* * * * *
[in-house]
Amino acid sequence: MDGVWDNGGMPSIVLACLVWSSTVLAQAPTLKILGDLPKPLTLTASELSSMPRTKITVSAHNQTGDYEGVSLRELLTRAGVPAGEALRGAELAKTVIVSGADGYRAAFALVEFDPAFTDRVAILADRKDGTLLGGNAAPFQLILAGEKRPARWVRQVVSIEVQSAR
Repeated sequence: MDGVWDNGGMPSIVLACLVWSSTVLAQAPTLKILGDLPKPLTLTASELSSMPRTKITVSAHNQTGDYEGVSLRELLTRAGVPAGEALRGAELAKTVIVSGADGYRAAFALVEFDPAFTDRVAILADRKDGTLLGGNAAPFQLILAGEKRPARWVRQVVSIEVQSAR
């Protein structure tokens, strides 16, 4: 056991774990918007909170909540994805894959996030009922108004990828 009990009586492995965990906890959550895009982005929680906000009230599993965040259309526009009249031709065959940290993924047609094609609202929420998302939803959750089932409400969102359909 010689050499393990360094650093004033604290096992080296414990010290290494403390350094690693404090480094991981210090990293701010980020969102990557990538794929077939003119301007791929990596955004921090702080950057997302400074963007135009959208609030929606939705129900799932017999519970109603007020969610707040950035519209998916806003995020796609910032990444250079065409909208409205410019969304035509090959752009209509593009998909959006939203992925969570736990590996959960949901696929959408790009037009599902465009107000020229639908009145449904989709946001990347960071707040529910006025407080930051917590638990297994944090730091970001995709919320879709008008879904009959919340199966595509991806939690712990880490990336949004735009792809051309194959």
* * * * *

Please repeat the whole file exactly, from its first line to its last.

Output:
[in-house]
Amino acid sequence: MDGVWDNGGMPSIVLACLVWSSTVLAQAPTLKILGDLPKPLTLTASELSSMPRTKITVSAHNQTGDYEGVSLRELLTRAGVPAGEALRGAELAKTVIVSGADGYRAAFALVEFDPAFTDRVAILADRKDGTLLGGNAAPFQLILAGEKRPARWVRQVVSIEVQSAR
Repeated sequence: MDGVWDNGGMPSIVLACLVWSSTVLAQAPTLKILGDLPKPLTLTASELSSMPRTKITVSAHNQTGDYEGVSLRELLTRAGVPAGEALRGAELAKTVIVSGADGYRAAFALVEFDPAFTDRVAILADRKDGTLLGGNAAPFQLILAGEKRPARWVRQVVSIEVQSAR
């Protein structure tokens, strides 16, 4: 056991774990918007909170909540994805894959996030009922108004990828 009990009586492995965990906890959550895009982005929680906000009230599993965040259309526009009249031709065959940290993924047609094609609202929420998302939803959750089932409400969102359909 010689050499393990360094650093004033604290096992080296414990010290290494403390350094690693404090480094991981210090990293701010980020969102990557990538794929077939003119301007791929990596955004921090702080950057997302400074963007135009959208609030929606939705129900799932017999519970109603007020969610707040950035519209998916806003995020796609910032990444250079065409909208409205410019969304035509090959752009209509593009998909959006939203992925969570736990590996959960949901696929959408790009037009599902465009107000020229639908009145449904989709946001990347960071707040529910006025407080930051917590638990297994944090730091970001995709919320879709008008879904009959919340199966595509991806939690712990880490990336949004735009792809051309194959």